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Horses

The scent of cloves fills the air and, combined with the cool dusk breeze, it serves as a “caffeine high” that makes the sleek horses giddy. The black mare rears up on her hind legs and the brown one trots around, her hooves clop loudly against the stone cliff on the mountain. The black one neighs and then the two of them stop—as if on cue—and look out over the precipice, across the green jungle, the rice paddies below, and in the distance, the crystal blue of the Sempor Lake.

There is actually no such thing as giant sleek horses tromping across the rock facing and we aren’t really looking over a cliff toward the lake, though there is one about a mile away. But for a few minutes, my sister and I are horses. We gallop and neigh and reach out to snag a leaf from one of the nearby clove trees as we dash by. When we fold the leaves, cracking them in half, the strong scent of cloves fill our nostrils making us giddy so that we close our eyes and neigh and run even faster. The only noise up in the hills of Sempor is the rustling of the leaves and the crunch of dirt under our flip-flopped feet. It’s a welcomed break from our house in town with the chattering of neighbors next door, the bells of becaks (pedicabs) passing on the street, and the splashes of families taking their afternoon baths in the river out back.

Our house in the little town of Gombong doesn’t allow for much running. There is a small gang (pronounced “gong”), the narrow passageway between one side of our house and the cement privacy wall that runs the length of the house. It is damp and muddy back there. Even so, we grab fronds from the coconut tree and crack them like whips to ride our imaginary horses up and down the gang. Those poor horses got whipped a lot.

But up here in the mountains, we can run as fast and as long as we want. Dad brings us here sometimes, away from the scrutiny of our village neighbors. Their children don’t play giant imagination games like we do. They are at home playing jacks, or jump rope, or marbles, or helping take care of their younger siblings. We like to play those games too. But sometimes we just need some space to run, to be a horse, to look out over the green jungle, the rice paddies, and in the distance, the crystal blue of the lake.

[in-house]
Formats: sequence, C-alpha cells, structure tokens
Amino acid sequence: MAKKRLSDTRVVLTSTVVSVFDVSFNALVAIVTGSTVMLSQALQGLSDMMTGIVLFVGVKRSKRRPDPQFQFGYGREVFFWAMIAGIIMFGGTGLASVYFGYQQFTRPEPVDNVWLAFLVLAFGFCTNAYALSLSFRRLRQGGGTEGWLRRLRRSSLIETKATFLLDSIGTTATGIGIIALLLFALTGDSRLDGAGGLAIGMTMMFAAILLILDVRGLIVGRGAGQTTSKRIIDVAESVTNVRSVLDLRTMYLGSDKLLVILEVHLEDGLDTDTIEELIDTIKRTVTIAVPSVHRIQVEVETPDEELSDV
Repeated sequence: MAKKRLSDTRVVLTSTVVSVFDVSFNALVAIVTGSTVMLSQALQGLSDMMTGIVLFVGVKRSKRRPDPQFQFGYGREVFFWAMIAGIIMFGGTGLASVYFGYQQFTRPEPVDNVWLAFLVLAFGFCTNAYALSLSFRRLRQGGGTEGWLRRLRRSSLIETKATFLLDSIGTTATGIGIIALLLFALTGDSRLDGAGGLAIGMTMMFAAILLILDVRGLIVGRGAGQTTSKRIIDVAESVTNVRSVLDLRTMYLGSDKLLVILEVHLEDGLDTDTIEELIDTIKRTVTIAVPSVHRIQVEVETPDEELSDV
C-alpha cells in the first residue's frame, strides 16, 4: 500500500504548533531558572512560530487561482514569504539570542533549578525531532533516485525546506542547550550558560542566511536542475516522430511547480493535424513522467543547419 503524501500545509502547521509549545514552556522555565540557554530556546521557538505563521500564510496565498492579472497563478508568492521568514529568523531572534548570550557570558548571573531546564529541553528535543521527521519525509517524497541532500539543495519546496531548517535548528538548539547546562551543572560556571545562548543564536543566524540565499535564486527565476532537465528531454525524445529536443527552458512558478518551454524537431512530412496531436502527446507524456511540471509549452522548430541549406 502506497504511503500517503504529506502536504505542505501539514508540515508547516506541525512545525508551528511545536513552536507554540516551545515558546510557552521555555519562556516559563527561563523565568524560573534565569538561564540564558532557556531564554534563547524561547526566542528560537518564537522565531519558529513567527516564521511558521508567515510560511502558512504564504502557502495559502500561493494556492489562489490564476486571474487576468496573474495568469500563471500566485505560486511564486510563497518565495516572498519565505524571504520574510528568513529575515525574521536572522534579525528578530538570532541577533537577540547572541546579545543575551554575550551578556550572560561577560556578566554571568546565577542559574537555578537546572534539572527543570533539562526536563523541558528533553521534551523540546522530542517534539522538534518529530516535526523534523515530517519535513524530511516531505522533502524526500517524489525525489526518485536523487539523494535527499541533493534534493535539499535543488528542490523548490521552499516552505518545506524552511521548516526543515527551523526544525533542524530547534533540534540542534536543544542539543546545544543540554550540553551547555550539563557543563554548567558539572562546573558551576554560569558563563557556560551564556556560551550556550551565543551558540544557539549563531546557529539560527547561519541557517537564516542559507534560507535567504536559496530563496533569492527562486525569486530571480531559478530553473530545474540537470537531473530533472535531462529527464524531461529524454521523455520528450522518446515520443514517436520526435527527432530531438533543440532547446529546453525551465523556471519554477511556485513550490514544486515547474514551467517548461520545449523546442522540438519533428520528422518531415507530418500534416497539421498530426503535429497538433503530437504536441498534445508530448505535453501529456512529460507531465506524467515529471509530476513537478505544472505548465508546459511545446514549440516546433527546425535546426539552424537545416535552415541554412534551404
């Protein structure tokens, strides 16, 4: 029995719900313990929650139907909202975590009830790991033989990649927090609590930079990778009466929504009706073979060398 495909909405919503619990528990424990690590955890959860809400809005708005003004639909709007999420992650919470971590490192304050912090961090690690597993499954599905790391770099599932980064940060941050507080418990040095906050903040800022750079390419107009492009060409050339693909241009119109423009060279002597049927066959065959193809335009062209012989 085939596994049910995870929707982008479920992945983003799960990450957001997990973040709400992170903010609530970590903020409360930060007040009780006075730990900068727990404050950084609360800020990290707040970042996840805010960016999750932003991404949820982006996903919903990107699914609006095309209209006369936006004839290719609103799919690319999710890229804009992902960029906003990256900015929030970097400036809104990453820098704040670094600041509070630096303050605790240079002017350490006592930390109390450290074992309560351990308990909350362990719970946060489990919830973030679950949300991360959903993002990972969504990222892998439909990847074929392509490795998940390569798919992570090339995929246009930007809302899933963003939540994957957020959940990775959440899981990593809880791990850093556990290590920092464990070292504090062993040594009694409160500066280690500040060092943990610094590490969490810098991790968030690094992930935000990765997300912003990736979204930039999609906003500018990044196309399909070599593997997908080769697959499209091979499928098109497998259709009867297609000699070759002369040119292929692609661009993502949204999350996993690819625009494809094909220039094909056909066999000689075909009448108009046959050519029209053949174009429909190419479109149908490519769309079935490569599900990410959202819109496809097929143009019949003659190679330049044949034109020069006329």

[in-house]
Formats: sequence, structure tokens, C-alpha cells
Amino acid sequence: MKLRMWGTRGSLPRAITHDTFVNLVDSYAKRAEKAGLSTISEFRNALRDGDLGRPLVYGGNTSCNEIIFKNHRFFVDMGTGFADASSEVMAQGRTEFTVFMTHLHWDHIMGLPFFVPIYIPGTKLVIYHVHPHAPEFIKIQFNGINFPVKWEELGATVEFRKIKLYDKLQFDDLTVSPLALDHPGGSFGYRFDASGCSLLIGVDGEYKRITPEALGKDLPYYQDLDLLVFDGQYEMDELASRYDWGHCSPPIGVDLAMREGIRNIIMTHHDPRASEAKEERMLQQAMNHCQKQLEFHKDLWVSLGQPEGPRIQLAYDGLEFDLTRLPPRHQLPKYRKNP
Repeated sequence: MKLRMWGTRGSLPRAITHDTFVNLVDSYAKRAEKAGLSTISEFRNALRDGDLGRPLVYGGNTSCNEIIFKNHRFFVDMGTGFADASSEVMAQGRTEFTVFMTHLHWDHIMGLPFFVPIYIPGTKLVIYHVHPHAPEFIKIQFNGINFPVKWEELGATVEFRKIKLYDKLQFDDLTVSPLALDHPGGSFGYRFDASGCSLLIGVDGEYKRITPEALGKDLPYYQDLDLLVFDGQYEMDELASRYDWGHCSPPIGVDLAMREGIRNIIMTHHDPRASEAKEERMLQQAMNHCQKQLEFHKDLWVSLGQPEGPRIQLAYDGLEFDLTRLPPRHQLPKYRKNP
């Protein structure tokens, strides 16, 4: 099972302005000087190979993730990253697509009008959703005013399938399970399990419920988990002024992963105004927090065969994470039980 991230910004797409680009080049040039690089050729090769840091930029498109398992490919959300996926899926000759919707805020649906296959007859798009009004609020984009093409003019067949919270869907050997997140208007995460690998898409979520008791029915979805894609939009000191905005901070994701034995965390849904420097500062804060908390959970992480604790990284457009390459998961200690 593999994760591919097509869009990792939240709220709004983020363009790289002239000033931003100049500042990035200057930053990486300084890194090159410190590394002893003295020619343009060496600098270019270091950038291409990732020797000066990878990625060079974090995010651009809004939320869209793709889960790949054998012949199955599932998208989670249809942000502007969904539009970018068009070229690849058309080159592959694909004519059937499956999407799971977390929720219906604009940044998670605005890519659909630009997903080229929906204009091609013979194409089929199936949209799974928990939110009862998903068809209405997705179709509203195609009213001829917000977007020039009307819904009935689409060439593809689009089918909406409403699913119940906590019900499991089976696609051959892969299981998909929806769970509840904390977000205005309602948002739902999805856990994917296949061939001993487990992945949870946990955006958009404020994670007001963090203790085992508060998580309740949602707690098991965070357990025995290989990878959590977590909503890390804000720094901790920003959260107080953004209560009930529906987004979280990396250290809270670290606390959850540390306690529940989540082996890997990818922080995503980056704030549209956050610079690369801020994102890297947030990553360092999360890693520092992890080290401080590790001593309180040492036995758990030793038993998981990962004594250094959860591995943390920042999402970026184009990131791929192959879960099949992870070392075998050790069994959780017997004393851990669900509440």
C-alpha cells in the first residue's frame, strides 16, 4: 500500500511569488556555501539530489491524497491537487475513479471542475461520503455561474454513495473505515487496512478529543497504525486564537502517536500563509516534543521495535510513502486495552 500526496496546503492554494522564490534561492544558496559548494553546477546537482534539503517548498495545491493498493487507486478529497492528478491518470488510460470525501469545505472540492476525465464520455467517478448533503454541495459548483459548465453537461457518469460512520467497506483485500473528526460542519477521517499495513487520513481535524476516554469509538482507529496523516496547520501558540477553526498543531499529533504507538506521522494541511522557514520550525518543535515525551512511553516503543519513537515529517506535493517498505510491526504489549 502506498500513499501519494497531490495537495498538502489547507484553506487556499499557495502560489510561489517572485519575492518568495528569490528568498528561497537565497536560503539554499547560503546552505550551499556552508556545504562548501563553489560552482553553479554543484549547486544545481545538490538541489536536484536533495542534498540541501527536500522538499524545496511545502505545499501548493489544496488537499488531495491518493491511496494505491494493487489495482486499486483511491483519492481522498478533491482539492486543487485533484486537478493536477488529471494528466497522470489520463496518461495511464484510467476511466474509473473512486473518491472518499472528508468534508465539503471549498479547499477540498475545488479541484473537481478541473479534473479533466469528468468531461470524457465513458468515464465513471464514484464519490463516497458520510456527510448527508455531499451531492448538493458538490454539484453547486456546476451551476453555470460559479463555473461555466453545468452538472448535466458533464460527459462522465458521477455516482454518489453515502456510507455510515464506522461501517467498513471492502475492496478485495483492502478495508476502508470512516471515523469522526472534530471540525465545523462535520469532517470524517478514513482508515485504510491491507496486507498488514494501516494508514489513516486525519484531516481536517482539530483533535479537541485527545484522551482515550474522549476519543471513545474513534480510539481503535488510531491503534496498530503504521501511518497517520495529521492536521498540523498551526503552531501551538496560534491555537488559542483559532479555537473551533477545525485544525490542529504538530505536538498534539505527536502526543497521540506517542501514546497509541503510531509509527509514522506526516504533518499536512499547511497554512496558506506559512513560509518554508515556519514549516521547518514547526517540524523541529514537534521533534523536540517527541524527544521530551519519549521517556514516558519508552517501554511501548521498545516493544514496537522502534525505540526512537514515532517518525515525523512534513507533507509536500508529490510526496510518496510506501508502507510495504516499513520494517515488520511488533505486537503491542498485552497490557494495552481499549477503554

And when we have had our fill, we clip clop back to Dad, hop in the Volkswagen van, and head back down the mountain to town. We’ll pick up nasi rames on the way home. It’s Mom’s favorite Javanese rice meal. We’ll probably pull out the TV trays and pop in an old episode of “Laverne and Shirley” for dinner.

The neighbors will chatter and the becaks ring, but it will be OK because for a few minutes we were wild horses with wind in our manes and the scent of cloves in our nostrils.

Published inChildhoodCulture

8 Comments

  1. Susan Lafferty Susan Lafferty

    🙂 Made me smile all over again 🙂

    • Jana Kelley Jana Kelley

      Reflecting back over our Indonesia days has sure been fun!

  2. Vicki Bailey Vicki Bailey

    Jana, your way with words always soothes my soul.

    • Jana Kelley Jana Kelley

      Awww, thanks for the encouragement Vicki!

  3. April Luptak April Luptak

    LOVE this, you’ve captured the memories perfectly! Such fun memories!

    • Jana Kelley Jana Kelley

      Thanks April! You helped me remember a few things!

  4. Johnny Norwood Johnny Norwood

    The smooth boulder on which I sit offers a perfect vantage point to survey the beauty of nature around me – tall bamboo waving their leaves in the wind, birds whistling their greetings, rice fields in the distance signaling that they are “yellow unto harvest.” But all that grandeur pales at the sight of my two young fillies frolicking on the grassy hill near my boulder. They are my dear daughters cavorting with abandon as make believe horses. A wave of joy and wonder floods my heart. I thank the Lord as I pray for them, and my imagination takes flight as I ask Him, “What wonderful plans do you have for these two amazing creations of Yours?”

    • Jana Kelley Jana Kelley

      Nice addition, Dad!

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